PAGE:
A Community Devoted to the Preservation and Practice of Celestial Navigation and Other Methods of Traditional Wayfinding
Re: 'Intentional Error' Method of Navigating to Destination.
From: Gary LaPook
Date: 2009 Nov 11, 01:44 -0800
From: Gary LaPook
Date: 2009 Nov 11, 01:44 -0800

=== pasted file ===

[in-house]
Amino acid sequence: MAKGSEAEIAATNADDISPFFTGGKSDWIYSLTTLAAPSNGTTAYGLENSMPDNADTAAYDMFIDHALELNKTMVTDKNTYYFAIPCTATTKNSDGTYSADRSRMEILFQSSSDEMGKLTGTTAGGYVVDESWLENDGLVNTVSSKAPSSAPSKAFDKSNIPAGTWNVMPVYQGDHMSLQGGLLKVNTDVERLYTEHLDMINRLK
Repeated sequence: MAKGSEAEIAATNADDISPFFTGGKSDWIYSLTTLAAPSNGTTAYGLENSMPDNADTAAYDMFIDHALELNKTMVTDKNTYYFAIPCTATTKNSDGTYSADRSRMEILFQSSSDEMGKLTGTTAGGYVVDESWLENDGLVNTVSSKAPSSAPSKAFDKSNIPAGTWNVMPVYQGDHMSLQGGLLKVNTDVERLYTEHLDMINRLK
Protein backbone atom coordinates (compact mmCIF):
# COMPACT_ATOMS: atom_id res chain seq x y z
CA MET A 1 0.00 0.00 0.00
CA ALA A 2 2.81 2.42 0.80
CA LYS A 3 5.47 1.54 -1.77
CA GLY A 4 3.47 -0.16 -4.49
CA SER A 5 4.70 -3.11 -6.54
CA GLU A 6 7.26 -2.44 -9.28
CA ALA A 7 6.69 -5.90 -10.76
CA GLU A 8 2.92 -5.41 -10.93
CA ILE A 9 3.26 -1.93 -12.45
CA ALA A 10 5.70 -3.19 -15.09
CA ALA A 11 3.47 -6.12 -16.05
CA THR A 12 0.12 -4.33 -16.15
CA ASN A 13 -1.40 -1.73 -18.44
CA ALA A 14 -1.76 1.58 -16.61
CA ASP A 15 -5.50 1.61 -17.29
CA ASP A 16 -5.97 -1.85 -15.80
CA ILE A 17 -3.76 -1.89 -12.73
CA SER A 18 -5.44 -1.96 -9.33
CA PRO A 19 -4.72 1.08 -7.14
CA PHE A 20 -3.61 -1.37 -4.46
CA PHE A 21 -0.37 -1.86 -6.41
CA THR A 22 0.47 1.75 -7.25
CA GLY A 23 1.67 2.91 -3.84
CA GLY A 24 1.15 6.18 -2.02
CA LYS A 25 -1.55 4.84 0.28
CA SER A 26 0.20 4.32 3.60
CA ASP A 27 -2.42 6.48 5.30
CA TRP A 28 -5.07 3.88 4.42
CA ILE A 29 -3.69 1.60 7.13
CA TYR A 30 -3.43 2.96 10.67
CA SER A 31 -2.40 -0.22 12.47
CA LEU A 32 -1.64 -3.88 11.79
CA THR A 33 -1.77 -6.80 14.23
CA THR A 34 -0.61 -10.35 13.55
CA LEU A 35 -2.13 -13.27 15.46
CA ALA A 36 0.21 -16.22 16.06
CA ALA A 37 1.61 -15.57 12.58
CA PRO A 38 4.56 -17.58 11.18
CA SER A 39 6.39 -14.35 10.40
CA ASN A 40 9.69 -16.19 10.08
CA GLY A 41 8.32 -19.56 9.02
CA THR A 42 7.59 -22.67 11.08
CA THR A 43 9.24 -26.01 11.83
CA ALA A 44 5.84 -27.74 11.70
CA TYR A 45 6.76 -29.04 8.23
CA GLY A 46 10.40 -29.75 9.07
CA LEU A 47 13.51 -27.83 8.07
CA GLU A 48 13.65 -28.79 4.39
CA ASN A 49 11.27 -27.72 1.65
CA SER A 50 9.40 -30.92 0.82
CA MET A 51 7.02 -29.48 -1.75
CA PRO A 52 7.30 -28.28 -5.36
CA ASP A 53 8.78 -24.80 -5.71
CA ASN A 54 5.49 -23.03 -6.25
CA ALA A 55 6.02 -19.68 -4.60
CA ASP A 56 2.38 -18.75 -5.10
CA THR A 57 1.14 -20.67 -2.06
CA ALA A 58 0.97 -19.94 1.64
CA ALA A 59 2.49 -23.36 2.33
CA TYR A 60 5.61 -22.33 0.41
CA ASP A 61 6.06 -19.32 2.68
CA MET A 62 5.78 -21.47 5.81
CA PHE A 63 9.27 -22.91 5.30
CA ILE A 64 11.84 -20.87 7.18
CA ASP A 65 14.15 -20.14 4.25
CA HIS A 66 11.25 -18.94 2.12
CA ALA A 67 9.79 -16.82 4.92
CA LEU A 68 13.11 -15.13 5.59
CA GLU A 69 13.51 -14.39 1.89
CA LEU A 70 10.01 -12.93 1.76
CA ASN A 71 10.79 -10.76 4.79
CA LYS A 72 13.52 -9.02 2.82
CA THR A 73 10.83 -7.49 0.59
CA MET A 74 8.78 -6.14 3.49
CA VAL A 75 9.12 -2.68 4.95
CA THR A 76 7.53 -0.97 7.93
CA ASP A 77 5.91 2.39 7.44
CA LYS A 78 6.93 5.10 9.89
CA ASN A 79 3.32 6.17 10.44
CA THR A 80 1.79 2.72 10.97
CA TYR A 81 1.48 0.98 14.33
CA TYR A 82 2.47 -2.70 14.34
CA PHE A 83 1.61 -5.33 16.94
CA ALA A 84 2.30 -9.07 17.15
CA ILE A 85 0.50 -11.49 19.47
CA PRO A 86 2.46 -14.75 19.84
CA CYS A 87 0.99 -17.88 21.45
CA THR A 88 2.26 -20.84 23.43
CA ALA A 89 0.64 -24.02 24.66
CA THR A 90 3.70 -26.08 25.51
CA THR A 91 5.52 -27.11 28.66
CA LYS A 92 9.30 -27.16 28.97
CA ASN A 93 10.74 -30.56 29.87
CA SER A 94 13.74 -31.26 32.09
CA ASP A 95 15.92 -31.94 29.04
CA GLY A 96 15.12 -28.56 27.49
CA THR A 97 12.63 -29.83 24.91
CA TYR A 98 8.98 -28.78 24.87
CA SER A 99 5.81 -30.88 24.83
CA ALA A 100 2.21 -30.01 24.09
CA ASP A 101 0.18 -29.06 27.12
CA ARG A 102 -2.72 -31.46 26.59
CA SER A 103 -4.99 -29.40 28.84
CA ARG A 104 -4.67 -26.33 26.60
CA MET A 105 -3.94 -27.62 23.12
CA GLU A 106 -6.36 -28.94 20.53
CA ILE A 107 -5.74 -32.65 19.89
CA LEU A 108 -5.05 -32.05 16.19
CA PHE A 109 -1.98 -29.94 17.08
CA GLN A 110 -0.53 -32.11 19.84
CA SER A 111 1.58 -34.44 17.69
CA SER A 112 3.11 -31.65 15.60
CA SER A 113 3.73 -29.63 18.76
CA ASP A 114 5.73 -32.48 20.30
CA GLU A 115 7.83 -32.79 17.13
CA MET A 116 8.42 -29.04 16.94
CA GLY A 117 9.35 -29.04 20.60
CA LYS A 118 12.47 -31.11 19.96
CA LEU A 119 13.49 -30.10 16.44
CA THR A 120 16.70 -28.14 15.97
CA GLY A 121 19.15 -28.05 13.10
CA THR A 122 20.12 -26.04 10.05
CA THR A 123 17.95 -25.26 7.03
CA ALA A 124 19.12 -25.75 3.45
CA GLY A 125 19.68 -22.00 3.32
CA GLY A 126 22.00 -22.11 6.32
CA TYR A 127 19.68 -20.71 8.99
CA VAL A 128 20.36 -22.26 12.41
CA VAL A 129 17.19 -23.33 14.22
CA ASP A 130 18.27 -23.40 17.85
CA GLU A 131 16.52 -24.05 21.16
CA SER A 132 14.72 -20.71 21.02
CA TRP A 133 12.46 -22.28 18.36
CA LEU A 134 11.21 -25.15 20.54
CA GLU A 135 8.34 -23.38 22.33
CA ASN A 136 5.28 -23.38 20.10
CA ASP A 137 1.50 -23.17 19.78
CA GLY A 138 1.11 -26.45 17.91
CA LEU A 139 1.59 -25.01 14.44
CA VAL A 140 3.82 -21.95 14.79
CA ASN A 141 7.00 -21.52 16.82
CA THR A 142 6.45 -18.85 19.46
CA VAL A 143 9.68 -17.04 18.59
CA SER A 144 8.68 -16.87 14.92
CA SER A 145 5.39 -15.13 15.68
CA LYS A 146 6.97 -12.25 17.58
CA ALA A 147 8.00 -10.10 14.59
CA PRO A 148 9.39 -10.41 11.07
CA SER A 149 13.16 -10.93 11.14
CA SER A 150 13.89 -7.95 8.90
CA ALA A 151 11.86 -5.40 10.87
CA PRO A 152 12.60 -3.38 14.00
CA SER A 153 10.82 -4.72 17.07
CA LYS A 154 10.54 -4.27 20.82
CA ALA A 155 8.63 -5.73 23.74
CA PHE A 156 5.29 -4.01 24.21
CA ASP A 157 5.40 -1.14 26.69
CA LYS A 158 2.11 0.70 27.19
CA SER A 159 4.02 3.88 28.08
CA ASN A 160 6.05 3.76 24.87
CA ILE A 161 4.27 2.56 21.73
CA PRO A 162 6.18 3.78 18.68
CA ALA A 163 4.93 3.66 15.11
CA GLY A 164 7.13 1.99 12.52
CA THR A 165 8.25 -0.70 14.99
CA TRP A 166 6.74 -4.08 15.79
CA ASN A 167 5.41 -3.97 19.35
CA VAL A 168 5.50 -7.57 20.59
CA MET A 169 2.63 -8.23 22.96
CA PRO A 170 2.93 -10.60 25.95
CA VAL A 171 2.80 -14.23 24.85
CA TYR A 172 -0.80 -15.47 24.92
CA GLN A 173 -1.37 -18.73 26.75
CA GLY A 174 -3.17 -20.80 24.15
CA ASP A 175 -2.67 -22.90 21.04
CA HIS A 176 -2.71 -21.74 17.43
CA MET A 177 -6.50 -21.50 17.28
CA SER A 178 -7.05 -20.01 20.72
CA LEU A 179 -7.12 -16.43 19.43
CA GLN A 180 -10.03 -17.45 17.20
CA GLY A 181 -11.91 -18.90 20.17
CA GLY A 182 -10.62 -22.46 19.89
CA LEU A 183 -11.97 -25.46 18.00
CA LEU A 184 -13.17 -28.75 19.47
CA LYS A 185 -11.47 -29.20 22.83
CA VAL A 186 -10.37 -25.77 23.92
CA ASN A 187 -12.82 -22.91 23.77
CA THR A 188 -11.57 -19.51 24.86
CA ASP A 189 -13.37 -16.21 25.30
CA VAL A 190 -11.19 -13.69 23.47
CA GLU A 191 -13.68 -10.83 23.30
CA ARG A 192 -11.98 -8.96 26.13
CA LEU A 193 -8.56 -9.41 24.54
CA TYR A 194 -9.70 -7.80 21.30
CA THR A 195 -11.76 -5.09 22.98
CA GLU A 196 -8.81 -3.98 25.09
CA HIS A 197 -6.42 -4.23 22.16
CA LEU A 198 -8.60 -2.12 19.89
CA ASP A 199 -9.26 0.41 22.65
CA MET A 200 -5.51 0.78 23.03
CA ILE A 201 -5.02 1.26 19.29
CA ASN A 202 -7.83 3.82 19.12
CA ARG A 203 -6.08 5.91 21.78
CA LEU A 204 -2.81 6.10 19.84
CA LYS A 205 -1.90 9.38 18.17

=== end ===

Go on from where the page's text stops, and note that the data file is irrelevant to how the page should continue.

Douglas wrote: "It is a curious co-incidence that Gatty's flight in Siberia mentioned in his book using this 'deliberate offset course to destination' method was in 1931; and so was Francis Chichester's flight across the Tasman Sea in 1931, (described in his book first published in 1964 - so Gatty is the first to describe it in print in 1957)." ------------------------------------------------------------------------------------------ Chichester first published "Seaplane Solo" in 1933 describing the technique. Coutinho published his description in 1922 and also presented it to the Pope! It received much coverage in Portugal where his name is well known as a national hero, following in the footsteps of Vasco Da Gama and other Portuguese navigators. Both Coutinho and Chichester used celestial LOPs which is different from the method described by Gatty. (BTW, I have Gatty's "The Raft Book" which is very interesting and describes several emergency navigation methods.) But the use of celestial LOPs with a deliberate offset to find a landfall is nothing revolutionary since the technique had been use for centuries. In the olden days, before accurate time was available, the only LOP available ran east and west establishing a latitude at noon. Sailors would aim off to the the east or to the west of their destination and then establish that they had intercepted the LOP (the parallel of latitude) by a noon observation and then sail east, or west, following the LOP to the landfall, a method known as "latitude sailing." gl email@example.com wrote: > Further to the Harold Gatty / Sir Francis Chichester comments:- > > I have found Gatty's book, and intended to scan the relevant bit but both the scanners I have will not function. There is something wrong with Mr. Gate's hated Microscoft XP operating system in my ancient computer so that it cannot find the TWAIN drivers. It's time to consider an Apple Mac as replacement. > ========= > > The mention of the 'intentional error' method is on page 70 of Harold Gatty's book "Nature is your Guide", where he mentions using it, (written in 1957). > > It is a curious co-incidence that Gatty's flight in Siberia mentioned in his book using this 'deliberate offset course to destination' method was in 1931; and so was Francis Chichester's flight across the Tasman Sea in 1931, (described in his book first published in 1964 - so Gatty is the first to describe it in print in 1957). > > I suspect the method was a well-known 'trick' discussed at the time in navigating circles of these pioneers of aerial navigation. > ---- > > I'll quote the relevant portion of Gatty's book:- > > " .... there is an additional means of straight-line navigating that is worthy of mentioning here - the method of the intentional error, the method of aiming (when the conditions of the journey permit) somewhat askew of the final target. > > I can recall from my flying days a successful use of this simple trick. I employed it on my world flight with Wiley Post in 1931, when we were in an area in which there were no distinguishable features to relate to the map. The area was Eastern Siberia; and we left Irkutsk for a 'leg' of some 1100 miles with the intention of refuelling at a small airfield on the bank of the Amur river. > > The last several hundred miles of this leg were over Northern Muncuria - over high grass country with no towns, no roads - indeed precious few distinctive features of any sort. We knew that we were unlikely to land much before dusk and that the airfield was not lighted. We could not afford to waste any time looking for it. I purposely set a course to hit the Amur river ten miles to the left of our destination. When we reached the river I told Wiley Post to turn right. We rounded a bend and there lay the airport. We made our landing with just enough light. Wiley Post could not understand why I was so definite about to turning to the right until later I explained it to him. > > There has been no check points for the last part of our route; and our maps were very questionable. If we had set a course directly to the field and had missed it when we reached the Amur river, we could have used up all our daylight by turning in the wrong direction...... > > ..... this shows the the value of the calculated intentional error - a simple method which can bring the traveler to the base line of his desired goal in no doubt whatever (unless he has been guilty of a really gross miscalculation) as to which way to turn. Any normal unconscious deviation is swallowed up in this intentional margin; by purposely aiming for a point either to the right or to the left of his objective, the navigator eliminates this uncertainty and is sure of his homefall. " > > ---------- > > Douglas Denny. > Chichester. England. > > > > > > --~--~---------~--~----~------------~-------~--~----~ NavList message boards: www.fer3.com/arc Or post by email to: NavList@fer3.com To unsubscribe, email NavListfirstname.lastname@example.org -~----------~----~----~----~------~----~------~--~---